The Evolution of Obesity

JHU Press
Free sample

In this sweeping exploration of the relatively recent obesity epidemic, Michael L. Power and Jay Schulkin probe evolutionary biology, history, physiology, and medical science to uncover the causes of our growing girth. The unexpected answer? Our own evolutionary success.

For most of the past few million years, our evolutionary ancestors' survival depended on being able to consume as much as possible when food was available and to store the excess energy for periods when it was scarce. In the developed world today, high-calorie foods are readily obtainable, yet the propensity to store fat is part of our species' heritage, leaving an increasing number of the world's people vulnerable to obesity. In an environment of abundant food, we are anatomically, physiologically, metabolically, and behaviorally programmed in a way that makes it difficult for us to avoid gaining weight.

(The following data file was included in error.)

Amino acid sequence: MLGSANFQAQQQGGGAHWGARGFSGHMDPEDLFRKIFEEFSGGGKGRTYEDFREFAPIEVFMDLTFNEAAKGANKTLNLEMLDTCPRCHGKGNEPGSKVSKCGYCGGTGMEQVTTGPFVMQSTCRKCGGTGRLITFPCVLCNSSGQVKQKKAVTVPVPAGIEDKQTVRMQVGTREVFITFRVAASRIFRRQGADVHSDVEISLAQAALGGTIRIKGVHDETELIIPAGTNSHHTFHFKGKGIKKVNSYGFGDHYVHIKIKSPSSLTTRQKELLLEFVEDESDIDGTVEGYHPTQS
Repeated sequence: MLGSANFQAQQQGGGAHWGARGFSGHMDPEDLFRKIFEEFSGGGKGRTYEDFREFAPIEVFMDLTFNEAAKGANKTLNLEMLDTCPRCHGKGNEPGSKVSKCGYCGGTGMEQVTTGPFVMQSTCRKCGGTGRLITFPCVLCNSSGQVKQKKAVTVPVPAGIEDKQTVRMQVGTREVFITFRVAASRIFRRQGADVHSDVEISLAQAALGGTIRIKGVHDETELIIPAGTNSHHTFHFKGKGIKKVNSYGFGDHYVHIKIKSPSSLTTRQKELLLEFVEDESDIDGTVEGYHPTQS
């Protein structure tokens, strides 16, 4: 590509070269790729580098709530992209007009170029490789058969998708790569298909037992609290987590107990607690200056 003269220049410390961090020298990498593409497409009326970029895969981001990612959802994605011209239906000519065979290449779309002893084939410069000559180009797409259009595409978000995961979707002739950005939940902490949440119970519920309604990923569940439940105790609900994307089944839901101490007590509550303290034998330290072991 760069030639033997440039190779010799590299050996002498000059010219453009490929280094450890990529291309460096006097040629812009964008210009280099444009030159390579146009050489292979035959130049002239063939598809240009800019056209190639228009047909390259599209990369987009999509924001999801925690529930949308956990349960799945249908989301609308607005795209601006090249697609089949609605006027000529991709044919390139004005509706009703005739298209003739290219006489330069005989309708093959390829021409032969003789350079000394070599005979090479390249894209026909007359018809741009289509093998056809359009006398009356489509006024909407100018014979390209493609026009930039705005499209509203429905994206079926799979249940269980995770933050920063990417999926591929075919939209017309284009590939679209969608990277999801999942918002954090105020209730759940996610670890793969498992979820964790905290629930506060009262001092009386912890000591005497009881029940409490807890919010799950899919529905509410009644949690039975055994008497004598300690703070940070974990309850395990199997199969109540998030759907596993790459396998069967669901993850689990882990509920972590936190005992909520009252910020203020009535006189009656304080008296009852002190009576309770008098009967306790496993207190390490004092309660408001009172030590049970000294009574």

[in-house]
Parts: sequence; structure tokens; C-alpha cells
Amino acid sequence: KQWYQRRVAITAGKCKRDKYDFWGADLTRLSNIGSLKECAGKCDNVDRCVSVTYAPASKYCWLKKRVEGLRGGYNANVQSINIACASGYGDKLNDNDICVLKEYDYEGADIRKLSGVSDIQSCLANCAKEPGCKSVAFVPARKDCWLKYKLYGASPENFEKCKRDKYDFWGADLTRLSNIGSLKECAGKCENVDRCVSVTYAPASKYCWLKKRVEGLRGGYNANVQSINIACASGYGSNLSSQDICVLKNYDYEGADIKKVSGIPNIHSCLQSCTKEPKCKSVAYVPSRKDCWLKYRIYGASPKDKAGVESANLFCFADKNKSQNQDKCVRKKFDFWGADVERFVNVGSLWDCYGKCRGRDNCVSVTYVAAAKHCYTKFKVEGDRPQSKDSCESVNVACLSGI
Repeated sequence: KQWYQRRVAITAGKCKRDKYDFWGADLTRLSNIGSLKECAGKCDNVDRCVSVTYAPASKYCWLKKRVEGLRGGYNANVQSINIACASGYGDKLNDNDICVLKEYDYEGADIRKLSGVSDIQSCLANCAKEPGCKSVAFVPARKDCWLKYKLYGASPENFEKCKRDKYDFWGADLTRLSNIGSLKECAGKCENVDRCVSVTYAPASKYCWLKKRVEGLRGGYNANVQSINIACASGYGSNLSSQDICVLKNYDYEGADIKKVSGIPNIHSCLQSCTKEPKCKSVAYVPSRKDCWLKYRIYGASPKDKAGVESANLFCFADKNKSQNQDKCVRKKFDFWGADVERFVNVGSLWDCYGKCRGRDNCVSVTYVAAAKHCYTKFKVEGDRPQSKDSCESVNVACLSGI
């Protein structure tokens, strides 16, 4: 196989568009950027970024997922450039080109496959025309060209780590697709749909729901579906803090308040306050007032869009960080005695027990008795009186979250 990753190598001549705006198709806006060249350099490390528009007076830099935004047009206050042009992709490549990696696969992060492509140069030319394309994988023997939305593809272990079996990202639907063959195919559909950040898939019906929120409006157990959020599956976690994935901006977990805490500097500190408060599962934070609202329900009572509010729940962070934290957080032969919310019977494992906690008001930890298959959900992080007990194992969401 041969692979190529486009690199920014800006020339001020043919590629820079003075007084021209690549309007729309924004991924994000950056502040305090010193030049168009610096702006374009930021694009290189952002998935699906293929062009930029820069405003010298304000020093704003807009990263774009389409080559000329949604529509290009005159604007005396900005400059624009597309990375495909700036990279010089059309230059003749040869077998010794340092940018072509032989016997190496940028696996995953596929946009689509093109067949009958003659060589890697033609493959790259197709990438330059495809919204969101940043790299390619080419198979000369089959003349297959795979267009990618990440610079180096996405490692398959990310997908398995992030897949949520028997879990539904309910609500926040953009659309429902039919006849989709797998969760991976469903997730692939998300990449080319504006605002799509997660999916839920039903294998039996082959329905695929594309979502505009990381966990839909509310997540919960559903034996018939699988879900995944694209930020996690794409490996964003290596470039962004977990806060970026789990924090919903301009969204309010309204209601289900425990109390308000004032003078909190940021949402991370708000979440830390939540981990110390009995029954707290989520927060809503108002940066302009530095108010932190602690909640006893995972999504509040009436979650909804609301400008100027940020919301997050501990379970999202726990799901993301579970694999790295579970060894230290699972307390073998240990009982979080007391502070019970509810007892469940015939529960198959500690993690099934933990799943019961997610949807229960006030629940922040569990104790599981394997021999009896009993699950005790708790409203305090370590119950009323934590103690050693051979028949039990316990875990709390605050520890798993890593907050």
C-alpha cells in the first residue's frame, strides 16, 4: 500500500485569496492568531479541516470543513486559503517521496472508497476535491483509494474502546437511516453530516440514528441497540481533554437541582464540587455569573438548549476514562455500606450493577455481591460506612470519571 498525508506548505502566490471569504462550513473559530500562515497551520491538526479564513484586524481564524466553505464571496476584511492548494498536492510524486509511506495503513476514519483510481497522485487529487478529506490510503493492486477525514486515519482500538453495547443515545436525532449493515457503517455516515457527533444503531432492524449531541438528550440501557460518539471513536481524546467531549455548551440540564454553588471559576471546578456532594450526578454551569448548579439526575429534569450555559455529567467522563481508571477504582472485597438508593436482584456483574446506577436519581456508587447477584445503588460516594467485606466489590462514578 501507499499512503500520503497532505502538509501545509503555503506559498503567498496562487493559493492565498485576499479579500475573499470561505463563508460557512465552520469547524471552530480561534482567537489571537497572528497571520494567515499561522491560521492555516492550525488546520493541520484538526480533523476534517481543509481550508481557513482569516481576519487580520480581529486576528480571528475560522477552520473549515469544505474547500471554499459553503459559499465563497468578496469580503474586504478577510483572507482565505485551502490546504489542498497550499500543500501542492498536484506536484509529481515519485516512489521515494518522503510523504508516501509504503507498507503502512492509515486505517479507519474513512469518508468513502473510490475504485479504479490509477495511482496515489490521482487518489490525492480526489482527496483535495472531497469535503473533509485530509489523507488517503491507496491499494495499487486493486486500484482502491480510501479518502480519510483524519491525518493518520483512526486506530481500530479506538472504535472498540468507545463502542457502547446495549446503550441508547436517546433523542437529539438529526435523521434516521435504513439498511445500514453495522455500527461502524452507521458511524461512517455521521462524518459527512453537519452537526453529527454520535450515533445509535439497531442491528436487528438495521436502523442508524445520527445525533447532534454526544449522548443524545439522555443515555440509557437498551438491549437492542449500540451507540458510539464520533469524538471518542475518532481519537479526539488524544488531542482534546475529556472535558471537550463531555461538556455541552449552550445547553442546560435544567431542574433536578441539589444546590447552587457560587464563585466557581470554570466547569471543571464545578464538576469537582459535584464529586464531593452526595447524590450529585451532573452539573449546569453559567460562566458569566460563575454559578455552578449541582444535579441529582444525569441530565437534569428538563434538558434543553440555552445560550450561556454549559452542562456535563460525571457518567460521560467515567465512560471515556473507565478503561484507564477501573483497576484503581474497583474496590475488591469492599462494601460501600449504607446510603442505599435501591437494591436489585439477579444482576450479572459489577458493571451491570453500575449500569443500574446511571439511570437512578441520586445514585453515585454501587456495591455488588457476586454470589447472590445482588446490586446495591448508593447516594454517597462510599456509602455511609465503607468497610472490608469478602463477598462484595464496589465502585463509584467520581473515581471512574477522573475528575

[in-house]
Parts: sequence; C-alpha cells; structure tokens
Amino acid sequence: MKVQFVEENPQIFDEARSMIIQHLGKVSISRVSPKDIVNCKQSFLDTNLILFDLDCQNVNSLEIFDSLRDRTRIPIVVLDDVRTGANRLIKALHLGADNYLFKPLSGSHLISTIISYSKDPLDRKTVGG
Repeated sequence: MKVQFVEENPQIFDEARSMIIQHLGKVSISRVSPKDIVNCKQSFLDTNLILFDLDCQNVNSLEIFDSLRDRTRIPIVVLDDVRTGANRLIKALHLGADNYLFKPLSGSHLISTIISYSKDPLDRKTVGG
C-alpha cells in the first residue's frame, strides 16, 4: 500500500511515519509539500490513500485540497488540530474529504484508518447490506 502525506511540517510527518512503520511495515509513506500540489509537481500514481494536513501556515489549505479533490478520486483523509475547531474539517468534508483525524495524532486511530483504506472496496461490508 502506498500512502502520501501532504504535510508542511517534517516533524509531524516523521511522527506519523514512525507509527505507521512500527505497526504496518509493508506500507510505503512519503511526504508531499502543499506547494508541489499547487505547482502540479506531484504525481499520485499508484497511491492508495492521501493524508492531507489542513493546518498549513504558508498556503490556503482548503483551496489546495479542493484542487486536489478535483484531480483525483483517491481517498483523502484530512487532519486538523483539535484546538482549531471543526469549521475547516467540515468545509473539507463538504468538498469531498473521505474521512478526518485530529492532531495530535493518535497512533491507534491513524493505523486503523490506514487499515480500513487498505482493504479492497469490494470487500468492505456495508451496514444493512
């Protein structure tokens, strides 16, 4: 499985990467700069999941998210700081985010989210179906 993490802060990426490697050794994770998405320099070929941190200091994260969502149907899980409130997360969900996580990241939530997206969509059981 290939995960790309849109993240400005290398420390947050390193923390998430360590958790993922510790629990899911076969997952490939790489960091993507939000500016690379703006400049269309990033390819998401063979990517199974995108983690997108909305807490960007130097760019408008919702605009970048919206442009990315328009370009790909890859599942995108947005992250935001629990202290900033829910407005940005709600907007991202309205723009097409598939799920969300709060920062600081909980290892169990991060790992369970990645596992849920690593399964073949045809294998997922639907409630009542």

Power and Schulkin’s engagingly argued book draws on popular examples and sound science to explain our expanding waistlines and to discuss the consequences of being overweight for different demographic groups. They review the various studies of human and animal fat use and storage, including those that examine fat deposition and metabolism in men and women; chronicle cultural differences in food procurement, preparation, and consumption; and consider the influence of sedentary occupations and lifestyles.

A compelling and comprehensive examination of the causes and consequences of the obesity epidemic, The Evolution of Obesity offers fascinating insights into the question, Why are we getting fatter?

Read more

About the author